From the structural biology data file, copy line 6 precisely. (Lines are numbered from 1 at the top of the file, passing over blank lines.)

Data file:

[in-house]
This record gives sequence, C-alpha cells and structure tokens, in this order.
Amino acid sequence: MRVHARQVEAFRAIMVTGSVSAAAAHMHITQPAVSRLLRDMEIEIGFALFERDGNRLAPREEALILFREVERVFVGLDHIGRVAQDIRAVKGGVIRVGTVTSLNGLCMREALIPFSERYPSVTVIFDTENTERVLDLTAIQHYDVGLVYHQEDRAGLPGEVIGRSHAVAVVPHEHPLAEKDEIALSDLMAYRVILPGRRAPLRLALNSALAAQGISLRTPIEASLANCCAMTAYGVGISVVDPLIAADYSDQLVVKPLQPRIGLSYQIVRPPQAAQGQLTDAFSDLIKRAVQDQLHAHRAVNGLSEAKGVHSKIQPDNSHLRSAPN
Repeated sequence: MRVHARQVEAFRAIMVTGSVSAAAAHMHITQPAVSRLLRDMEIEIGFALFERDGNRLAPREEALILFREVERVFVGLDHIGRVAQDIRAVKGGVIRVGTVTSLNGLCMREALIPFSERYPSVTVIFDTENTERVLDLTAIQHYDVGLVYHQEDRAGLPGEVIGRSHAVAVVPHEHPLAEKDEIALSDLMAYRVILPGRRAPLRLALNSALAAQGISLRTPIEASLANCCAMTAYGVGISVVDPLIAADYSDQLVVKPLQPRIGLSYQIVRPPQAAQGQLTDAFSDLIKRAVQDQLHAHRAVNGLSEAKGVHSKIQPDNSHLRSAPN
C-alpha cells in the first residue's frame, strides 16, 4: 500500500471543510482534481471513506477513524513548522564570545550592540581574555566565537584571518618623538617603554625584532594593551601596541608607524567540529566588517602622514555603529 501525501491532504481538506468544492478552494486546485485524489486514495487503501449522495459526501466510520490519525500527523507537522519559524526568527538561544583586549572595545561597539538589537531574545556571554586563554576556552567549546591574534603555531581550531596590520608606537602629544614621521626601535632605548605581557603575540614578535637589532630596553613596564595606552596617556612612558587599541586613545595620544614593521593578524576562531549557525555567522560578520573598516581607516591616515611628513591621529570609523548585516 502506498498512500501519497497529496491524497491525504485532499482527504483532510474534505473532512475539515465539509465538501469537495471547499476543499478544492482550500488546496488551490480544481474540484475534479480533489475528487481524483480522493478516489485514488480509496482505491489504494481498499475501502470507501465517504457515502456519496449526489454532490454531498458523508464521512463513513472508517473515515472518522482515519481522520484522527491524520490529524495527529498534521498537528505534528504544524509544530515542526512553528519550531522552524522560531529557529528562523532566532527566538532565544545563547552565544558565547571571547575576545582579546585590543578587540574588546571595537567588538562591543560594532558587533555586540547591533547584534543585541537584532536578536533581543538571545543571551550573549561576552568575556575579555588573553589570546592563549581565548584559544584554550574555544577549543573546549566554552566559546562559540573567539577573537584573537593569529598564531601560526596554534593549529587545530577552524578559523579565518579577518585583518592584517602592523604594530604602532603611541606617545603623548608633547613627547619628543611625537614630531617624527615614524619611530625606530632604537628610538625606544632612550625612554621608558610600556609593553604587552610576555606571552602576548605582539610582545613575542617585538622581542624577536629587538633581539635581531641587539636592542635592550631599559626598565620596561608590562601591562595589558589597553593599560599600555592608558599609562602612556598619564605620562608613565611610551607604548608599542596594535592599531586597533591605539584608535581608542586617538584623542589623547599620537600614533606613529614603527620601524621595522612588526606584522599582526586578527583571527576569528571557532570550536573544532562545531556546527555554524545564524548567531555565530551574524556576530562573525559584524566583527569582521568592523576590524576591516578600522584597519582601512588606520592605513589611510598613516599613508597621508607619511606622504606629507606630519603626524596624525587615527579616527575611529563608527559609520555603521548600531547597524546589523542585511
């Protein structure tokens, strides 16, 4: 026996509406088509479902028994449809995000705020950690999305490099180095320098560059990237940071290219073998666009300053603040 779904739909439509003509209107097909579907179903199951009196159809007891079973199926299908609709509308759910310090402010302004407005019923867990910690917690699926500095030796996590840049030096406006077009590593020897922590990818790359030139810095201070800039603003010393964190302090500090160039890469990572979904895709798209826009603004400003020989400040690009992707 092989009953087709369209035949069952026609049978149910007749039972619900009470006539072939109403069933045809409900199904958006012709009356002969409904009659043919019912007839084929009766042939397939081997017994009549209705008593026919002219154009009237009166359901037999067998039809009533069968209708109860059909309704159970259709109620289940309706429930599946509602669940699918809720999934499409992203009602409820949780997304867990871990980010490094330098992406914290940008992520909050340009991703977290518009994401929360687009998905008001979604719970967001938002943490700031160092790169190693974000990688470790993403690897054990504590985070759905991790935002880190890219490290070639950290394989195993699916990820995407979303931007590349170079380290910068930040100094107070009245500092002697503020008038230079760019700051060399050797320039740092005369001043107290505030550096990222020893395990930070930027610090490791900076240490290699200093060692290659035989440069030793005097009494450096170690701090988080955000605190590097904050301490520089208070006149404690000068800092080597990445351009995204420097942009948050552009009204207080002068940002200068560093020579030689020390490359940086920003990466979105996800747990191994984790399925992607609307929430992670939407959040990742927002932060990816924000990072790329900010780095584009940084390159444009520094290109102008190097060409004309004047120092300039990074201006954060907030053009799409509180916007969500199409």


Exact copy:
């Protein structure tokens, strides 16, 4: 026996509406088509479902028994449809995000705020950690999305490099180095320098560059990237940071290219073998666009300053603040 779904739909439509003509209107097909579907179903199951009196159809007891079973199926299908609709509308759910310090402010302004407005019923867990910690917690699926500095030796996590840049030096406006077009590593020897922590990818790359030139810095201070800039603003010393964190302090500090160039890469990572979904895709798209826009603004400003020989400040690009992707 092989009953087709369209035949069952026609049978149910007749039972619900009470006539072939109403069933045809409900199904958006012709009356002969409904009659043919019912007839084929009766042939397939081997017994009549209705008593026919002219154009009237009166359901037999067998039809009533069968209708109860059909309704159970259709109620289940309706429930599946509602669940699918809720999934499409992203009602409820949780997304867990871990980010490094330098992406914290940008992520909050340009991703977290518009994401929360687009998905008001979604719970967001938002943490700031160092790169190693974000990688470790993403690897054990504590985070759905991790935002880190890219490290070639950290394989195993699916990820995407979303931007590349170079380290910068930040100094107070009245500092002697503020008038230079760019700051060399050797320039740092005369001043107290505030550096990222020893395990930070930027610090490791900076240490290699200093060692290659035989440069030793005097009494450096170690701090988080955000605190590097904050301490520089208070006149404690000068800092080597990445351009995204420097942009948050552009009204207080002068940002200068560093020579030689020390490359940086920003990466979105996800747990191994984790399925992607609307929430992670939407959040990742927002932060990816924000990072790329900010780095584009940084390159444009520094290109102008190097060409004309004047120092300039990074201006954060907030053009799409509180916007969500199409």